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Pharmacol Res. 2015 Dec;102:123-31. doi: 10.1016/j.phrs.2015.09.019. Epub 2015 Oct 9.

Co-targeting cancer drug escape pathways confers clinical advantage for multi-target anticancer drugs.

Author information

1
Shenzhen Kivita Innovative Drug Discovery Center and the State Key Laboratory Breeding Base-Shenzhen Key Laboratory of Chemical Biology, The Graduate School at Shenzhen, Tsinghua University, Shenzhen 518055, PR China; Department of Pharmacology and Pharmaceutical Sciences, School of Medicine, Tsinghua University, Beijing 100084, PR China; Bioinformatics and Drug Design Group, Department of Pharmacy and Center for Computational Science and Engineering, National University of Singapore, 117543, Singapore.
2
Innovative Drug Research Centre and College of Chemistry and Chemical Engineering, Chongqing University, Chongqing 401331, PR China.
3
College of Pharmacy, State Key Laboratory of Medicinal Chemical Biology and Tianjin Key Laboratory of Molecular Drug Research, Nankai University, Tianjin 300071, PR China.
4
Zhejiang Key Laboratory of Gastro-intestinal Pathophysiology, Zhejiang Hospital of Traditional Chinese Medicine, Zhejiang Chinese Medical University, No. 54 Youdian Road, Hangzhou 310006, PR China.
5
Shenzhen Kivita Innovative Drug Discovery Center and the State Key Laboratory Breeding Base-Shenzhen Key Laboratory of Chemical Biology, The Graduate School at Shenzhen, Tsinghua University, Shenzhen 518055, PR China; Department of Pharmacology and Pharmaceutical Sciences, School of Medicine, Tsinghua University, Beijing 100084, PR China. Electronic address: jiangyy@sz.tsinghua.edu.cn.
6
Bioinformatics and Drug Design Group, Department of Pharmacy and Center for Computational Science and Engineering, National University of Singapore, 117543, Singapore. Electronic address: phacyz@nus.edu.sg.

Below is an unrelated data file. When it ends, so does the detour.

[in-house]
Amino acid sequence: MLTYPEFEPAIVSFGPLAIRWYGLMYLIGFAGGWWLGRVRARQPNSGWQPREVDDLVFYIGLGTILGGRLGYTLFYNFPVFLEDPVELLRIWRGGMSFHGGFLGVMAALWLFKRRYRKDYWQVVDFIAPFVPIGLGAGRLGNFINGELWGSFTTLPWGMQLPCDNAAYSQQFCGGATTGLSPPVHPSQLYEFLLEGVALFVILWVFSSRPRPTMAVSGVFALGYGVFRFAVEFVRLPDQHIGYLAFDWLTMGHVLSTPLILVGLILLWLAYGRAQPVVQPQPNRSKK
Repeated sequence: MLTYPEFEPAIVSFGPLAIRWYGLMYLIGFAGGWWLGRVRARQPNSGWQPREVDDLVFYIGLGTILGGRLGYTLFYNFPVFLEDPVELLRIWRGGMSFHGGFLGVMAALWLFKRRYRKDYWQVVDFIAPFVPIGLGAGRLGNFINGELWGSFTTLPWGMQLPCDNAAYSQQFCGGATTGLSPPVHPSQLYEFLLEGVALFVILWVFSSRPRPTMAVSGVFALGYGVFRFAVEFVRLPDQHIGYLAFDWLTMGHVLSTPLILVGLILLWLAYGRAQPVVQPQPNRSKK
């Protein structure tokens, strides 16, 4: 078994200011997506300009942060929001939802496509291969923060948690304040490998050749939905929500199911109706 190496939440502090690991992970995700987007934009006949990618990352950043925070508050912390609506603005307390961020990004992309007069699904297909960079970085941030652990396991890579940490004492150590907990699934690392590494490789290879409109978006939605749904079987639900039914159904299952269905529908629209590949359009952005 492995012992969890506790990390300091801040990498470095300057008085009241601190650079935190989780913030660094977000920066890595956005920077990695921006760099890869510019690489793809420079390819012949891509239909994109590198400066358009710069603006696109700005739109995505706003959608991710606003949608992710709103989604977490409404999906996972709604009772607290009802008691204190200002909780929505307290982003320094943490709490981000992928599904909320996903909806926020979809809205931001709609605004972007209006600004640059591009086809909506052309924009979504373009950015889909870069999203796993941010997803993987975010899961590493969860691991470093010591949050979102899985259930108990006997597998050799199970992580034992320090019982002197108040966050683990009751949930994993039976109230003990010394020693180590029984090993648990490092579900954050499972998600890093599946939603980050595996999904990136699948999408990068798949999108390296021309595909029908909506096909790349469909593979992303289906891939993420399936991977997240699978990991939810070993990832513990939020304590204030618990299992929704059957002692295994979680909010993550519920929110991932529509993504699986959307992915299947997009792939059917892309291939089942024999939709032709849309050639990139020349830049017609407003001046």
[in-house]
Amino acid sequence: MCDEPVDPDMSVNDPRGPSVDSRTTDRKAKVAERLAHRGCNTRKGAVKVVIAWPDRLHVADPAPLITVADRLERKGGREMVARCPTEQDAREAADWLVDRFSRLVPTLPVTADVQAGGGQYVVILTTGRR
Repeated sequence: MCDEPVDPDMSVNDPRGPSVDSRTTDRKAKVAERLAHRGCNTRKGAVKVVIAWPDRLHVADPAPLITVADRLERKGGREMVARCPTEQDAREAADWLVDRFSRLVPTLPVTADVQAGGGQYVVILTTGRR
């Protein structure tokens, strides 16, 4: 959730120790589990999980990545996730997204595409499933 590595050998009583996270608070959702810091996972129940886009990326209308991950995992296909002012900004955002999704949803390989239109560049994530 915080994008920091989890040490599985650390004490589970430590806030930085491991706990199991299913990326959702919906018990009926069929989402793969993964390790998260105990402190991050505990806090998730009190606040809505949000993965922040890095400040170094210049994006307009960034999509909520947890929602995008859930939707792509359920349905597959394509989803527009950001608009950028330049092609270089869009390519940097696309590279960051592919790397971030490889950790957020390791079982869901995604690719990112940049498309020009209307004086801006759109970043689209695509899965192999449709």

Abstract

Recent investigations have suggested that anticancer therapeutics may be enhanced by co-targeting the primary anticancer target and the corresponding drug escape pathways. Whether this strategy confers statistically significant clinical advantage has not been systematically investigated. This question was probed by the evaluation of the clinical status and the multiple targets of 23 approved and 136 clinical trial multi-target anticancer drugs with particular focus on those co-targeting EGFR, HER2, Abl, VEGFR2, mTOR, PI3K, Alk, MEK, KIT, and DNA topoisomerase, and some of the 14, 7, 13, 20, 6, 5, 7, 2, 4 and 10 cancer drug escape pathways respectively. Most of the approved (73.9%) and phase III (75.0%), the majority of the Phase II (62.8%) and I (53.6%), and the minority of the discontinued (35.3%) multi-target drugs were found to co-target cancer drug escape pathways. This suggests that co-targeting anticancer targets and drug escape pathways confer significant clinical advantage and such strategy can be more extensively explored.

KEYWORDS:

Afatinib (Pubmed CID: 10184653); Anticancer; Co-target; Drug escape pathways; Erlotinib (Pubmed CID: 176870); Gefitinib (Pubmed CID: 123631); Lenvatinib (Pubmed CID: 9823820); Multi-target; Pazopanib (Pubmed CID: 10113978); Systematically; XL647 (Pubmed CID: 10458325)

PMID:
26438971
DOI:
10.1016/j.phrs.2015.09.019
[Indexed for MEDLINE]

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